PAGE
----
JOHNSON: At stake, he says, is who controls what people hear, say and read online.

SZABO: Everyone - left, right or center - should oppose government control of speech because as much as it may be your person in the White House today, we know that that will not be forever. And that's why the First Amendment is so important and so paramount.

JOHNSON: The justices will have to decide between radically different conceptions of what social media is. Are these platforms more like old-time phone companies, basically open to everyone without filtering, or more like bookstores or newspapers, places that edit and curate information that get the highest level of First Amendment protection? And that could shape the future of social media. Again, Carl Szabo.

SZABO: There is a U.S. Supreme Court decision called Miami Herald v. Tornillo where the state of Florida tried to force the Miami Herald to carry op-eds they didn't want to carry. And a nearly unanimous Supreme Court said, sorry, Florida, you can't force the Miami Herald to carry an op-ed they don't want to carry.

JOHNSON: He says that analysis from 1974 is just like today, when Florida is trying to make the platforms print every single letter to the editor. Users don't want that, he says, and neither do advertisers. The two trade associations, NetChoice and CCIA, are backed by groups across the political spectrum - from the U.S. Chamber of Commerce and Americans for Prosperity, which is linked to the Koch brothers, to the American Civil Liberties Union. A bipartisan group of national security experts weighed in, too. Rupa Bhattacharyya is a former Justice Department lawyer who now works at Georgetown University Law Center.

RUPA BHATTACHARYYA: Social media content moderation plays a really important role in keeping some of the worst of the hate and the violence off of the internet.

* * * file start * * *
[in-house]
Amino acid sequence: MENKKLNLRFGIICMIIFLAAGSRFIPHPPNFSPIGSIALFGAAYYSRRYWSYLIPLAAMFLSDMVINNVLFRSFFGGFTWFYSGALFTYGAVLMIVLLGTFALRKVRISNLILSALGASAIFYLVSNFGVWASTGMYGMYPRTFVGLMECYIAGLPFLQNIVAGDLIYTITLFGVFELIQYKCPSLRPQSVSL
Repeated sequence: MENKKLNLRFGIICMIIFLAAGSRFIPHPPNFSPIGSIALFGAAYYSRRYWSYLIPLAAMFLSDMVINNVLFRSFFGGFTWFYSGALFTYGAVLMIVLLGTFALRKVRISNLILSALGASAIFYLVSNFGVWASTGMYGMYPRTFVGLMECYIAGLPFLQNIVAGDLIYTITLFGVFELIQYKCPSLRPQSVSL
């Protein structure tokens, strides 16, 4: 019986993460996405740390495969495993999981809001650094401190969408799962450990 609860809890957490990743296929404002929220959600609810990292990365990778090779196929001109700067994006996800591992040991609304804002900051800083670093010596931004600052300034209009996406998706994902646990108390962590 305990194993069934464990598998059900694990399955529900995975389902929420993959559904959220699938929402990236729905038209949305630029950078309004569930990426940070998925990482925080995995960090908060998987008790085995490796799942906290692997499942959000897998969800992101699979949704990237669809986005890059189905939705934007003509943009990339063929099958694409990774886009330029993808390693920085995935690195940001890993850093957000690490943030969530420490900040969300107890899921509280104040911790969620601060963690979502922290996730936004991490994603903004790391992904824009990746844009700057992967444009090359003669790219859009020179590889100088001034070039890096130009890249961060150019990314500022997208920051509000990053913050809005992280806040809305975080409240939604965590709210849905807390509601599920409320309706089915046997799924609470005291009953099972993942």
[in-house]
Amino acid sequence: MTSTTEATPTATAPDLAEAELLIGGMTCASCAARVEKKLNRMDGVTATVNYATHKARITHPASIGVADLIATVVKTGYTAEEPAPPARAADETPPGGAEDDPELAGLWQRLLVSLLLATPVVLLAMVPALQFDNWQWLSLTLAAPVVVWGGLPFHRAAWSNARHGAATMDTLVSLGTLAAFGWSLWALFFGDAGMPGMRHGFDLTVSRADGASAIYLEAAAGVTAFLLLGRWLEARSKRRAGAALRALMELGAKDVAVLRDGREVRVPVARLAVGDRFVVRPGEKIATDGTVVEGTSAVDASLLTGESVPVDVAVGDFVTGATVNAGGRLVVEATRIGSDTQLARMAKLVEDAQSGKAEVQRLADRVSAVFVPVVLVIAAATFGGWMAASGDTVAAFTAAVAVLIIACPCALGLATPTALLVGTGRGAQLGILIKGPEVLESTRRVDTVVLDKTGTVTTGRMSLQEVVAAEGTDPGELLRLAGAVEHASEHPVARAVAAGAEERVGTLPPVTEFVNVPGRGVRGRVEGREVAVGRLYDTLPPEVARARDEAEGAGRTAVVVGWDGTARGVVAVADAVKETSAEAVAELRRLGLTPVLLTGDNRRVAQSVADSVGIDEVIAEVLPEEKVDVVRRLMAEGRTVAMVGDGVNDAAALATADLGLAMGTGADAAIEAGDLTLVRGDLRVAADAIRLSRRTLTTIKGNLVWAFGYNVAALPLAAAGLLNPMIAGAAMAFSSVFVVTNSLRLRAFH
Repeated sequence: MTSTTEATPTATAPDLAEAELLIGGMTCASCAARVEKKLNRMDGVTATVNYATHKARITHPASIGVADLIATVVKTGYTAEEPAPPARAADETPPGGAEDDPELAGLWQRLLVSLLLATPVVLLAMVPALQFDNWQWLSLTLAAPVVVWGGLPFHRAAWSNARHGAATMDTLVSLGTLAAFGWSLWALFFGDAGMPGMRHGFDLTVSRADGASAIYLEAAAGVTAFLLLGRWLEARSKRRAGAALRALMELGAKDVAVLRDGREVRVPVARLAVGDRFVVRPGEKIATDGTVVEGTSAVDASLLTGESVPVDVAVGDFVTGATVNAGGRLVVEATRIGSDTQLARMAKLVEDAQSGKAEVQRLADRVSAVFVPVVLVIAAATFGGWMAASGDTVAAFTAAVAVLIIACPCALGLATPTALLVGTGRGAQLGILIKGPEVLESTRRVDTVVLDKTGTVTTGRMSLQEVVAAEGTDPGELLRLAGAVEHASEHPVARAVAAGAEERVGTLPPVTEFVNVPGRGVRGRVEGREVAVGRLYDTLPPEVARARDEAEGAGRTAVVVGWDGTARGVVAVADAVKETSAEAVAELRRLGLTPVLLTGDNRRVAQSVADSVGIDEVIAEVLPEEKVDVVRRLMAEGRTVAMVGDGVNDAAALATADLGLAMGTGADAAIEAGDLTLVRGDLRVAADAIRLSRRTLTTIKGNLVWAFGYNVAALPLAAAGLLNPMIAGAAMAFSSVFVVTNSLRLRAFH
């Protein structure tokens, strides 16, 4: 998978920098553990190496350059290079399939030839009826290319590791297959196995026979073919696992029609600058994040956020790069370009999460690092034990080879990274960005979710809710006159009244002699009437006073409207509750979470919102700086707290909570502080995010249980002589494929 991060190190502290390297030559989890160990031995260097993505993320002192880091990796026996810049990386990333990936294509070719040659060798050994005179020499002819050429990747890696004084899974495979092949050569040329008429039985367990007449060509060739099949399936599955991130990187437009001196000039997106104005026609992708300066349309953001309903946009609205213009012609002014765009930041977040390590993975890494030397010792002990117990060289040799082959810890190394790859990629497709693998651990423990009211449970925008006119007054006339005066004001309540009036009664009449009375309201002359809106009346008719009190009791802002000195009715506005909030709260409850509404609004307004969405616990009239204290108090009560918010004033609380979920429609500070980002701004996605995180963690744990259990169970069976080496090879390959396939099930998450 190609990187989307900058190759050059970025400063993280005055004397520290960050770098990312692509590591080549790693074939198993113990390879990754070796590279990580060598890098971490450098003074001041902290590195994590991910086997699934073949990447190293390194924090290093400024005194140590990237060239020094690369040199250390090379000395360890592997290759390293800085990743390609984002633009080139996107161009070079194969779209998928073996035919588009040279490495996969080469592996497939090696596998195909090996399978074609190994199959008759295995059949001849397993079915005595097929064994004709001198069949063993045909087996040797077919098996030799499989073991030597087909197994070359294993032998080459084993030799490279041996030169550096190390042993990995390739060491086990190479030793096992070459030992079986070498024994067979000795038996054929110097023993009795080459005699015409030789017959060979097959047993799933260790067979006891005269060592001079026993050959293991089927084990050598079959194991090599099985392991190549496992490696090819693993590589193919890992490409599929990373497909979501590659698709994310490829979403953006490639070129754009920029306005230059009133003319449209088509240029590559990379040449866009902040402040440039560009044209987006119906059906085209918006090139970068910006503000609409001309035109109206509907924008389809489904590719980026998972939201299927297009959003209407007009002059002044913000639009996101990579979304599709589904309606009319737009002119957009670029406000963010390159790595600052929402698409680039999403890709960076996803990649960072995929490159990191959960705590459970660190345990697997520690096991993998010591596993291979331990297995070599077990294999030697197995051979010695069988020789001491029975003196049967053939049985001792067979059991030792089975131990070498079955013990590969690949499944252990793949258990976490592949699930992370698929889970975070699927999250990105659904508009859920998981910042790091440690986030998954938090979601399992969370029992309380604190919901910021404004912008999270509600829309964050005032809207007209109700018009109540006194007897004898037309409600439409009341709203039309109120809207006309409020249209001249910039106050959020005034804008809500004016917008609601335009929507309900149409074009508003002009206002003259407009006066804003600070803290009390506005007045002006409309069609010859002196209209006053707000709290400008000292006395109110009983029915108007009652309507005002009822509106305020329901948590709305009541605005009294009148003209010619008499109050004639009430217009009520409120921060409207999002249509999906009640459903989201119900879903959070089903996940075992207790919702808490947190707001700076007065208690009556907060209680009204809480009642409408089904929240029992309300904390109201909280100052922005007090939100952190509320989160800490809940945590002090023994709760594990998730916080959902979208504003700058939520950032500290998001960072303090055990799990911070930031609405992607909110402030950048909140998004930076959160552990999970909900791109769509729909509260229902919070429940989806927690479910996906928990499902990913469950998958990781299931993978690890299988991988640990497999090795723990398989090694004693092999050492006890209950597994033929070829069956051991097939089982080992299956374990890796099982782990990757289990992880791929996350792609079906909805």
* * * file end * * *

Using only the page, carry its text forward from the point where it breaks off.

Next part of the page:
JOHNSON: She says homegrown extremists like the Proud Boys and foreign groups like the Islamic State have deployed social media to attract converts and broadcast violence.

BHATTACHARYYA: The Christchurch shooter in New Zealand livestreamed his activities in an effort to inspire others to follow his example, and that has real-world consequences.

JOHNSON: She says social media platforms should face common-sense regulations, including consumer protection and anti-fraud laws. And she says the current content moderation policies of some of the big sites have flaws. But, Bhattacharya adds...

BHATTACHARYYA: They're not perfect, and they don't always do the best job, but they are better than nothing.

JOHNSON: And she says nothing, no content moderation at all, is what will happen if the Supreme Court upholds the sweeping laws in Texas and Florida. Volunteer moderators of a Reddit site devoted to law in the Supreme Court filed their own brief in the case to deliver a very particular message. The court papers cited hateful speech and threats against the justices. Moderators say they delete those things now, but under the state laws, they might face lawsuits for removing trolls who drown out their chats with vulgar or racist posts. The state laws are not about protecting speech, the moderators say. Instead, they're commandeering someone else's microphone to spread a message.

Carrie Johnson, NPR News, Washington.

(SOUNDBITE OF GIZMO VARILLAS' "EL DORADO") Transcript provided by NPR, Copyright NPR.

NPR transcripts are created on a rush deadline by an NPR contractor. This text may not be in its final form and may be updated or revised in the future. Accuracy and availability may vary. The authoritative record of NPR’s programming is the audio record.

Carrie Johnson
Carrie Johnson is a justice correspondent for the Washington Desk.